Wednesday, March 21, 2012

Pat the Bunny and Nick from Ramshackle Glory talk their new album and Plan-It-X!

The Gang in Action!
So what's the deal with Ramshackle Glory and Pat the Bunny?  Ramshackle Glory is an amazing folk-punk band that came out of the American Southwest following lead song-writer "Pat the Bunny's" successful rehabilitation with heroin and alcohol.  The first album "Live the Dream" is an ode to his past as well as an outlook on what will make him a successful human being, in the sense of staying alive.  The band incorporates a lot of really amazing arrangements that are significantly different than Pat's old bands "Johnny Hobo & the Freight Trains" and "Wingnut Dishwashers Union."  There are more instruments, simply put, as well as a more refined recording style.  There are more members of the band and a very clearly unified outlook, which is actually very level-headed and inspiring in the age of a time where Madonna can get away with having a superbowl slogan be "WORLD PEACE."

Pat and the gang also run Savage Wasteland, a music collective out of the Southwest that puts out music and distributes anarchist literature.  These guys are smart too, which, once again, is inspiring and a breath of fresh air.

Pat is a long time friend of Chris Clavin, the guy who runs Plan-It-X.  He actually knocked some sense into me because I had thought that the record label closed down about 5 months ago.  Even last week, their website was different, but now they are up and running (and by that I mean online because I'm a totally unpunk cyborg so my definition of running lies in the ability to use technology [JOKES, FRIENDS, JOKES]).  Pat, in his response, gives a hyperlink to the website down below, so you can see it there.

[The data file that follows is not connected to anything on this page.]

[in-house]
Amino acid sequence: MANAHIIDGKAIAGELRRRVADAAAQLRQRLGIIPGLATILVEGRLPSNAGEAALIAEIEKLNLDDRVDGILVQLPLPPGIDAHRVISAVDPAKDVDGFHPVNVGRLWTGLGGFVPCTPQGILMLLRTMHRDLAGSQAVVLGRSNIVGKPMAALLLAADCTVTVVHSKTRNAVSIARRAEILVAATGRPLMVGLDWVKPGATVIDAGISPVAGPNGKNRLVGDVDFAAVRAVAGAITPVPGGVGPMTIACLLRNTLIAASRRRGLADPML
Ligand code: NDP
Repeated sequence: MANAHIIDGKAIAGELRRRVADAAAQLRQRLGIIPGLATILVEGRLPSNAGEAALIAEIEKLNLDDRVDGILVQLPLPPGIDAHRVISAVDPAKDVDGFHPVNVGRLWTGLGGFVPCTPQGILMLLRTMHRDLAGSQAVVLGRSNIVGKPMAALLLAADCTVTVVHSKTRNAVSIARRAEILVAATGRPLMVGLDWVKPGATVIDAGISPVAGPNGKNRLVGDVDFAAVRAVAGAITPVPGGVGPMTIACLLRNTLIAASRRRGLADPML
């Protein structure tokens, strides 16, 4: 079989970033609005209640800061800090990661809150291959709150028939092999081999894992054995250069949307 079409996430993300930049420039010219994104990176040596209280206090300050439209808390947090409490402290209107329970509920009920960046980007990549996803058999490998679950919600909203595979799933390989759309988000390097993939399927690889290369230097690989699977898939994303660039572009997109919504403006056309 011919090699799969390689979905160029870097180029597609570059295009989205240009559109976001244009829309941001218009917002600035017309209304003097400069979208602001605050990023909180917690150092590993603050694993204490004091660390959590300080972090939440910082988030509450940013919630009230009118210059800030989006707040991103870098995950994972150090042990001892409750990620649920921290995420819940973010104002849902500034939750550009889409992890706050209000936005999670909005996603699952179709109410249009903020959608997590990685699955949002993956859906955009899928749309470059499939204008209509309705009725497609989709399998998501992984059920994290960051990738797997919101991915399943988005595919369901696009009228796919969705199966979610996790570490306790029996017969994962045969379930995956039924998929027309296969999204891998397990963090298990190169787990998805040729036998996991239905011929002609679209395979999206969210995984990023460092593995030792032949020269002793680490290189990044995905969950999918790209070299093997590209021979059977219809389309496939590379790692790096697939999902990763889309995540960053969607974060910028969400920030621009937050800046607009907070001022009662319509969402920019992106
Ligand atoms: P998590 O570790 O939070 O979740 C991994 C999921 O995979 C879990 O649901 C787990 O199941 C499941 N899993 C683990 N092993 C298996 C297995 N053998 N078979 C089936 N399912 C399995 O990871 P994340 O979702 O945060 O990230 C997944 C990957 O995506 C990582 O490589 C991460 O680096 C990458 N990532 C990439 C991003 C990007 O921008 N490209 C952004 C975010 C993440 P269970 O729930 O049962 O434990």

"Live the Dream" is one of my all-time favorite albums.  The lyrics are very clear and remarkably human.  The songs are fantastic.  In short, you should buy it.  Like seriously.  You can do so here: (< hyperlink, you dweebs!)  In addition, Chris Clavin has recently started a movement to get their first LP pressed on vinyl, a dream I've had even before I was born.  I think I was about 21 at the time.  But needless to say, you should get the album.  I think you can get it digitally or on casette, since they're out of CD's now.

The second album is coming out this year and they are about to play a BUNCH of shows across the continental U.S.

I'm flattered that you came here to only hear my speak.  I have handsome words.  But without further ado...PAT AND NICK FROM RAMSHACKLE GLORY!

Jordan: How did Savage Wasteland get started?

Nick: Most of the people in our band have musical projects outside of
our band.  Having a music collective through which to release all the
different music that all of us make is really fun and allows us to
share the responsibilities involved in putting out albums, while
remaining DIY.

Jordan: Who gets to put out music on the label?

Nick: Anyone in Ramshackle Glory, probably other people too.

Pat: We distribute a Michael Jordan Touchdown Pass release. He's not
in Ramshackle Glory, but he is my brother. The answer so far is that
you can put out music on the label if you are (1) In Ramshackle Glory
or (2) A blood relative of a Ramshackle Glory member.

Jordan: How fundamental are anarchist views to the organization?

Nick: We are a collective, so there is no hierarchy.  Nobody is the
boss, everyone does what they want/can.

Pat: The collective operates according to anarchist principles as much
as possible, as Nick mentioned. Our collective is also anarchist in
the sense that we distribute free anarchist literature at the shows we
play, contribute financially to legal support funds and and other
projects related to anarchist organizing, and use our collective web
presence to spread the word about anarchist ideas and actions. We
specifically focus on spreading the word about stuff happening in
Arizona and Tucson, because that is the local radical community we are
part of.

All of this extends naturally from the individuals in our band. We are
all anarchists, and politically engaged in ways that we consider much
more important than our punk band.

Jordan:  What kinds of things do you read/look at in order to be politically engaged or relevant?

Pat: The answer to that question is changing all the time. Recently
I've been reading some of the analysis that came out of the November
2, 2011 General Strike in Oakland, specifically exploring what a
"strike" is in a contemporary capitalist economy and which social
classes are the subject of a strike in this context. The basic
argument outlined is that, because so few of us in the United States
are employed in the production of commodities through factory